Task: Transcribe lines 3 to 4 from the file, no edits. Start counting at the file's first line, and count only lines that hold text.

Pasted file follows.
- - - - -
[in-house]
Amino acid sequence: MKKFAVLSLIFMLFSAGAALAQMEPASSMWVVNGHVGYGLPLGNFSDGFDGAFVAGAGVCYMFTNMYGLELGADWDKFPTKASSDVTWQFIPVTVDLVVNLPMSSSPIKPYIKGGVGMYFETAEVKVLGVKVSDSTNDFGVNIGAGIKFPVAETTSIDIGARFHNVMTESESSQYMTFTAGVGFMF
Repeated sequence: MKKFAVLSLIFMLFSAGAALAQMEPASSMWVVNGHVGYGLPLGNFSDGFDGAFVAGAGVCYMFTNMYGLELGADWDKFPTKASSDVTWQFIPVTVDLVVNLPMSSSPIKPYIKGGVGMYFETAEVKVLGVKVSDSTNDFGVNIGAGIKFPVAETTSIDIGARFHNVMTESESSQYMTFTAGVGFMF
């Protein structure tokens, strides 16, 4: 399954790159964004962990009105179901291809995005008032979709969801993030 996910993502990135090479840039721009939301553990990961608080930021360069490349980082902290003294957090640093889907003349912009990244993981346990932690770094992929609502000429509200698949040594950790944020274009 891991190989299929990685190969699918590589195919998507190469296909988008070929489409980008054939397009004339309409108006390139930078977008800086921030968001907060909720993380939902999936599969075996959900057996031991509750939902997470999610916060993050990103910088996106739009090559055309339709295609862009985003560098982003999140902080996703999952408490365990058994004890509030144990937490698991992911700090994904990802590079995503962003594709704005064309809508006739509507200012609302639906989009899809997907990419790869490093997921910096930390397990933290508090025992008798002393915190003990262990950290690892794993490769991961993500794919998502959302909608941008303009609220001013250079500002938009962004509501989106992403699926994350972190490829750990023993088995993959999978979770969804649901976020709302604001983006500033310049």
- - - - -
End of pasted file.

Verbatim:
Repeated sequence: MKKFAVLSLIFMLFSAGAALAQMEPASSMWVVNGHVGYGLPLGNFSDGFDGAFVAGAGVCYMFTNMYGLELGADWDKFPTKASSDVTWQFIPVTVDLVVNLPMSSSPIKPYIKGGVGMYFETAEVKVLGVKVSDSTNDFGVNIGAGIKFPVAETTSIDIGARFHNVMTESESSQYMTFTAGVGFMF
């Protein structure tokens, strides 16, 4: 399954790159964004962990009105179901291809995005008032979709969801993030 996910993502990135090479840039721009939301553990990961608080930021360069490349980082902290003294957090640093889907003349912009990244993981346990932690770094992929609502000429509200698949040594950790944020274009 891991190989299929990685190969699918590589195919998507190469296909988008070929489409980008054939397009004339309409108006390139930078977008800086921030968001907060909720993380939902999936599969075996959900057996031991509750939902997470999610916060993050990103910088996106739009090559055309339709295609862009985003560098982003999140902080996703999952408490365990058994004890509030144990937490698991992911700090994904990802590079995503962003594709704005064309809508006739509507200012609302639906989009899809997907990419790869490093997921910096930390397990933290508090025992008798002393915190003990262990950290690892794993490769991961993500794919998502959302909608941008303009609220001013250079500002938009962004509501989106992403699926994350972190490829750990023993088995993959999978979770969804649901976020709302604001983006500033310049």